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What Might A Blue Jays’ Trade For Juan Soto Look Like?

The Washington Nationals are rumoured to be open to the idea of trading Juan Soto.  If the Blue Jays were interested, what might a trade package look like?


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The Washington Nationals are rumoured to have offered Juan Soto a 15-year, $440 million extension this week – which he turned down.  So the Nats are said to be “entertaining trade offers“.  Which begs the question – what would it take for the Jays to have a chance in the Soto Sweepstakes?

 

The Baseball Trade Values site puts Soto’s value at $194 million – a figure higher than many team’s entire farm systems.  But it is unclear whether Washington could actually realize this value in a trade.

 

First, because of Soto’s 2022 performance.  His 2.5 WAR to date is good – 34th best among players – but well off his 2021 and 2020 pace.  And the major projection systems (ZiPS, Steamer) only expect 3 WAR over the remainder of the season, for a full-season total of 5,5-ish.  Still excellent, but not holy-cow-Batman enough to warrant a valuation of almost $200 million.  It is entirely possible that Soto will regain his mojo in 2023 and 2024, but a large part of his value comes from his ability to help a 2022 contender.

 

A second factor is the motivated seller factor.  Remember in 1995 how the Montreal Canadiens traded Patrick Roy for what some describe as pennies on the dollar?  Admittedly, Roy had declared that he would never play another game for the Habs, which placed Montreal in a weak bargaining position, but the return was still below expectations.  Or – more recently – the Brooklyn Nets are said to be underwhelmed by the offers they have received for Kevin Durant, arguably still one of the greatest players in basketball, likely because teams believe that the Nets have no choice but to trade.  Some writers have suggested that the reason the Soto extension offer was made public so quickly is that the Nats are now similarly motivated.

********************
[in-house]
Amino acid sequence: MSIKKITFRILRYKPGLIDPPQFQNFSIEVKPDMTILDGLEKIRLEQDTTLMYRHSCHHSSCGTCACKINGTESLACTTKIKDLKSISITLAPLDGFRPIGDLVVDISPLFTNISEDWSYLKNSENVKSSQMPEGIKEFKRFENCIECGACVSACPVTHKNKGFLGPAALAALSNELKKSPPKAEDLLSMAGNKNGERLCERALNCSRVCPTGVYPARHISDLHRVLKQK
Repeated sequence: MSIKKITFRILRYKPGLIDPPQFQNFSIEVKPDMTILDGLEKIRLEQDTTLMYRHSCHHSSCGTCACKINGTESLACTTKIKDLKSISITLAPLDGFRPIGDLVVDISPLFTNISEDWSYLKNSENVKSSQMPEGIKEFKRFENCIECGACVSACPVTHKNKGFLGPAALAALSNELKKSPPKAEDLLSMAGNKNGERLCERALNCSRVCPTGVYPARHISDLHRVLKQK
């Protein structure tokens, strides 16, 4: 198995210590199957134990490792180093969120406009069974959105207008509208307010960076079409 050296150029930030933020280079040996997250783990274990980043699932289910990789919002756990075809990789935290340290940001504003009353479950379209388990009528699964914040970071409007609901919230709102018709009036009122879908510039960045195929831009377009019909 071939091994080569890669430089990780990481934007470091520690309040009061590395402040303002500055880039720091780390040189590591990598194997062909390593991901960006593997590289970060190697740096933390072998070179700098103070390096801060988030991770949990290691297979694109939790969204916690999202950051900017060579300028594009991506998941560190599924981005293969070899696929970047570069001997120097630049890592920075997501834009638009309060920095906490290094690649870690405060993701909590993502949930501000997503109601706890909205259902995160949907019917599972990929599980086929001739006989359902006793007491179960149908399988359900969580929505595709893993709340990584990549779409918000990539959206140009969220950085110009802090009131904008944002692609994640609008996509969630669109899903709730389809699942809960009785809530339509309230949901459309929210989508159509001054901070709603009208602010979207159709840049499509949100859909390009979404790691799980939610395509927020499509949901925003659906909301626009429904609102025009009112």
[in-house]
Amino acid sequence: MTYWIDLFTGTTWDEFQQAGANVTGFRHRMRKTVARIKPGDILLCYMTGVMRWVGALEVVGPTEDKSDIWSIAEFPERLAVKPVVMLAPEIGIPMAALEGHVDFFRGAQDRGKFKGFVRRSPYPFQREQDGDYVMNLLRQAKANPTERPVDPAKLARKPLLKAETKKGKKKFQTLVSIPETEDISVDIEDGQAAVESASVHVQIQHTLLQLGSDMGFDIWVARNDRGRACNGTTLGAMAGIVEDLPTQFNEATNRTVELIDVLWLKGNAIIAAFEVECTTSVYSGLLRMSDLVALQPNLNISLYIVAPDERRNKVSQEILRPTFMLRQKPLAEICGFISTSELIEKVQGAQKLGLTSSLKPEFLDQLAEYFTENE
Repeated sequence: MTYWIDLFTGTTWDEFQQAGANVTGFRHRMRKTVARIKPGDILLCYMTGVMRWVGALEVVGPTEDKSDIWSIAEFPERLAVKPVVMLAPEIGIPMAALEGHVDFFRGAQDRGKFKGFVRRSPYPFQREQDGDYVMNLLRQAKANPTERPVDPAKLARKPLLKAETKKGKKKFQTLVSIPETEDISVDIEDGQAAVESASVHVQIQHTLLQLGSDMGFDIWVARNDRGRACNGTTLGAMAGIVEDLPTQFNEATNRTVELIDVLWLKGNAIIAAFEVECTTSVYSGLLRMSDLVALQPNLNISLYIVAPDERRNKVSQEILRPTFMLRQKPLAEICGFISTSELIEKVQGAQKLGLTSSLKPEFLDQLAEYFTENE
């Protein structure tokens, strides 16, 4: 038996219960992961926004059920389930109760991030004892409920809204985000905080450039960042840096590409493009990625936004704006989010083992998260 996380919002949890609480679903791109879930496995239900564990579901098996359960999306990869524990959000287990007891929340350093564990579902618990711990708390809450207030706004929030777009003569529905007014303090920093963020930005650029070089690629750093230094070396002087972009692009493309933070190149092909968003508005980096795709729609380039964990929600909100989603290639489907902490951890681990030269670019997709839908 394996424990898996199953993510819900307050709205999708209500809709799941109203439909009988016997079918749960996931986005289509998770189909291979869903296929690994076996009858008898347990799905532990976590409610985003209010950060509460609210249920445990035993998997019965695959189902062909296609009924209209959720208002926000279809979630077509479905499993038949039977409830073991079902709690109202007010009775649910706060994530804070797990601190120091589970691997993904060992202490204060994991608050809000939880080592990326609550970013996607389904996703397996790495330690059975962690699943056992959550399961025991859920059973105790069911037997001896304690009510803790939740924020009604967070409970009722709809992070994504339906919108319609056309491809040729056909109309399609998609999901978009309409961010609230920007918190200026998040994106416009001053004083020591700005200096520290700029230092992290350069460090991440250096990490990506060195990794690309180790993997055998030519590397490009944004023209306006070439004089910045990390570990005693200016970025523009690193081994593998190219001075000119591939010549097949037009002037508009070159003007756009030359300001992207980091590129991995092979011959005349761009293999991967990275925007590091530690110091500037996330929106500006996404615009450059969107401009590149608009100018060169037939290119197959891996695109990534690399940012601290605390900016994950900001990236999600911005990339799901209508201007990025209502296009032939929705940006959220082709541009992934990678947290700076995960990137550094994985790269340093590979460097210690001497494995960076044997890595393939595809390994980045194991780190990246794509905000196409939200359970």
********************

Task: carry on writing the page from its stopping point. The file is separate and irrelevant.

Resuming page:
A third factor is Soto’s likely price under arbitration.  He is making $17 million in 2022, and is expected to exceed $50 million in aggregate salary under arbitration for 2023 and 2024.  Even if you assume that he will put up 7 fWAR in both of those years (which is likely optimistic), at $8 million per win he would only generate $62 million of excess value, which is a long way from $150m.

 

So play a game of “what if” with me.  Say that the combination of the above factors means that the Nats will only get 75% of the BTV value for Soto – still a hefty $150 million.  And say that Washington would need to get something of star quality back – not just a dozen low-to-middle value prospects.  And further assume that the Jays are not willing to give up players that will leave major holes on the current team – such as a Manoah or Bichette or Guerrero Jr.

 

Consider the following:

Jays get:  Juan Soto, Patrick Corbin

Nats get:  Alejandro Kirk, Santiago Espinal

For my fellow statheads:  using the Baseball Trade Values and assuming $150m for Soto, this would mean that the Jays acquire $95 million of net value (Soto @ $150m, Corbin @ -$55m) and the Nats acquire $92 million (Kirk @ $72m and Santa @ $20m).  So pretty close.

 

Why would the Jays do this deal?